Matt Churchyard wrote:

> As I understand it
> 1) shutdown from guest
> 2) 'kill <pid>' -> pressing the power button once.
> 3) --force-poweroff -> holding power button in
> 4) --force-reset -> pressing the reset button
> 5) bhyvectl --destroy -> same as 3? (although vmm is destroyed as well)
> 1 or 2 are obviously preferred. I've found however that some guests don't 
> respond that well to the apci event. CentOS 6 seems to need apci installing 
> and enabling?!, and my Win2012R2 machine will only shutdown if I send the 
> signal twice.
> The rest are all hard shutdowns that should not be seen as a way to stop the 
> guest, just a last resort if it can't be stopped correctly. I don't know the 
> practical difference between poweroff&destroy vs just destroy.

I CCed Peter and Neel, probably they'll shed some light on 'bhyvectl
--force-poweroff && bhyvectl --destroy' vs just 'bhyvectl --destroy'.

> I see no reason why the documentation suggests reboot rather than shutdown. 
> Bhyve exits either way and the only difference is the exit code. When using 
> one of the bhyve management tools that support reboots (such as 
> however, a "restart" exit code (0) will cause the 
> guest to restart automatically; If a guest is locked up for example, a 
> --force-reset will cause it to immediately reboot.
> From a host, the only safe choice is 'kill <pid>' (possibly multiple times) 
> and wait for bhyve process to (hopefully) exit. If that doesn't work either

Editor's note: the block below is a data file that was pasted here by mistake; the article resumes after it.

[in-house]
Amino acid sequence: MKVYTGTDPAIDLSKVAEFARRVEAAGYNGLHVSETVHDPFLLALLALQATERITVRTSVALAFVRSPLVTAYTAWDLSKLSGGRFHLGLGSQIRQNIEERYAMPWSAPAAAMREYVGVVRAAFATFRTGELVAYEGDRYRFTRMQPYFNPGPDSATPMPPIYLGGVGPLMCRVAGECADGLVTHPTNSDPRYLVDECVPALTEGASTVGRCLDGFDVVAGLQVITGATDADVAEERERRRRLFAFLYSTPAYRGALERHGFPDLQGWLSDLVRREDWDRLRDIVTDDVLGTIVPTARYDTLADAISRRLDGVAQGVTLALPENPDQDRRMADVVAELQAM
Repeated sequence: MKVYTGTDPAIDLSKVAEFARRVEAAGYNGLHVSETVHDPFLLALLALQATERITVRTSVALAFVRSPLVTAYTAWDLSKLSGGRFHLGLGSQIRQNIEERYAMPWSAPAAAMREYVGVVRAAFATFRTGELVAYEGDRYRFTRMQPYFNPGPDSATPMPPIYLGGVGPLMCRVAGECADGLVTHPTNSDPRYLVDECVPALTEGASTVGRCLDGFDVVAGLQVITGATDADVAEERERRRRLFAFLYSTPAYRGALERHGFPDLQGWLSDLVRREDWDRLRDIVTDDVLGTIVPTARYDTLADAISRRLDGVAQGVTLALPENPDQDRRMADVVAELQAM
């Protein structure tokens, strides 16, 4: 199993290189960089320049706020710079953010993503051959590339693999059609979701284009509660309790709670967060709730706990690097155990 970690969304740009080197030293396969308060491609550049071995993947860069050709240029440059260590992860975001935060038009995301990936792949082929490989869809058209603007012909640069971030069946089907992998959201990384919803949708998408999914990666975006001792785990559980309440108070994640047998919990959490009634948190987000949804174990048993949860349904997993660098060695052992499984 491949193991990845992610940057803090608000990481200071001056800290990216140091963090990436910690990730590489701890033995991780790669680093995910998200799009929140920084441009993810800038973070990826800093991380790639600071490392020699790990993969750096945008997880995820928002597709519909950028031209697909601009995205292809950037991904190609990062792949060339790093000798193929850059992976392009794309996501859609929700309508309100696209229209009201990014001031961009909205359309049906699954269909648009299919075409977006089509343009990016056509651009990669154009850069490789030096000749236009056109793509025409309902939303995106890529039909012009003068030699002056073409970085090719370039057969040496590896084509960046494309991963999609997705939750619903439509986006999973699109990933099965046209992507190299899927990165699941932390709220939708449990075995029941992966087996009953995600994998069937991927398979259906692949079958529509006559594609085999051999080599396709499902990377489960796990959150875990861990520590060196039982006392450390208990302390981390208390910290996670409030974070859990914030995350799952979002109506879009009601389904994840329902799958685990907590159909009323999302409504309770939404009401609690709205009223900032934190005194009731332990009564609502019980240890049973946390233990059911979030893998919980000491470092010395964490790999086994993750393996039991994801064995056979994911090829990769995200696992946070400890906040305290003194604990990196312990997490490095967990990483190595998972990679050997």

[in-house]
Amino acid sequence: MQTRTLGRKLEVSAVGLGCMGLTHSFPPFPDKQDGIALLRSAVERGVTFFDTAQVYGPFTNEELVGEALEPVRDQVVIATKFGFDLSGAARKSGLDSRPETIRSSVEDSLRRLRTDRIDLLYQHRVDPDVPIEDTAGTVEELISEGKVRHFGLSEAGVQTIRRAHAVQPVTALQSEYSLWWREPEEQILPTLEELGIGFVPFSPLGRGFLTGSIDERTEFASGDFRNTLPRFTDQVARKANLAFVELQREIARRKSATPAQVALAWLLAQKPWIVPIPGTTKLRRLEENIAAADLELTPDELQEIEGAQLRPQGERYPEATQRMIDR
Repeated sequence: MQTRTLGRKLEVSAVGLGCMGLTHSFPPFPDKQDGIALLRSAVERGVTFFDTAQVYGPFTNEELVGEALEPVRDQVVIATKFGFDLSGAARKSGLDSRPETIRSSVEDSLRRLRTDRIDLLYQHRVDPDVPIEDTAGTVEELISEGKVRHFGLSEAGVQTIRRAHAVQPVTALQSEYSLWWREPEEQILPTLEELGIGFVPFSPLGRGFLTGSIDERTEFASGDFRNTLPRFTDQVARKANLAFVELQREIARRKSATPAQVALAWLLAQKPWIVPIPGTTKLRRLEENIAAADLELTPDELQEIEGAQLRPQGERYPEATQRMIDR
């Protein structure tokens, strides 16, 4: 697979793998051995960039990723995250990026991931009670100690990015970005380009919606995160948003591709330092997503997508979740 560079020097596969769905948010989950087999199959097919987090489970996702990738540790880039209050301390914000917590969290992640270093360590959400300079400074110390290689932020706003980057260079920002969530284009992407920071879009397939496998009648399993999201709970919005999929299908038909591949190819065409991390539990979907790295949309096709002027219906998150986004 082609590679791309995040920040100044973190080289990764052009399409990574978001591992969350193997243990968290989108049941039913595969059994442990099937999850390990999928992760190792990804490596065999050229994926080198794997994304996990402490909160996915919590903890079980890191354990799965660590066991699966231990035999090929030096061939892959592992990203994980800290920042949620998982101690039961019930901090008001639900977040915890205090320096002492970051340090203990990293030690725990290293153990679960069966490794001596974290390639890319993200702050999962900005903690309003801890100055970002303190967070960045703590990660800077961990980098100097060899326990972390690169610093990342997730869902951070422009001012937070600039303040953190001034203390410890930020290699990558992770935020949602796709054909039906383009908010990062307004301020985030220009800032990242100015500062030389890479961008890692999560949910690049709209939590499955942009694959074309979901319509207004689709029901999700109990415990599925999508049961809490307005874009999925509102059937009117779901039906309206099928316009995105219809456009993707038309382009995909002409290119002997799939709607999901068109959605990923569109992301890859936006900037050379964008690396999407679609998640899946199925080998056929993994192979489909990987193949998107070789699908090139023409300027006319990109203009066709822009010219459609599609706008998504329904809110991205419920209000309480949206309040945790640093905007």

> the acpi issue needs fixing or ideally the guest needs to be stopped using 
> its built-in shutdown function.
> The devs will have to confirm why they're implemented the way they are. My 
> instinct is that bhyvectl works on the vmm device, and reset/poweroff are 
> just functions that are possible via that interface, and so have been 
> exposed. The ACPI shutdown event likely needs to be initiated by the bhyve 
> process itself, hence using a signal to it. /end-speculation
> I think most users will want to use a bhyve tool so the raw specifics of the 
> bhyve/bhyvectl commands are glossed over, although that doesn't mean the 
> handbook documentation of the base commands shouldn't be as complete/correct 
> as possible of course.

FWIW, I've created a patch:

which at least documents exit codes and the SIGTERM thing.

Roman Bogorodskiy

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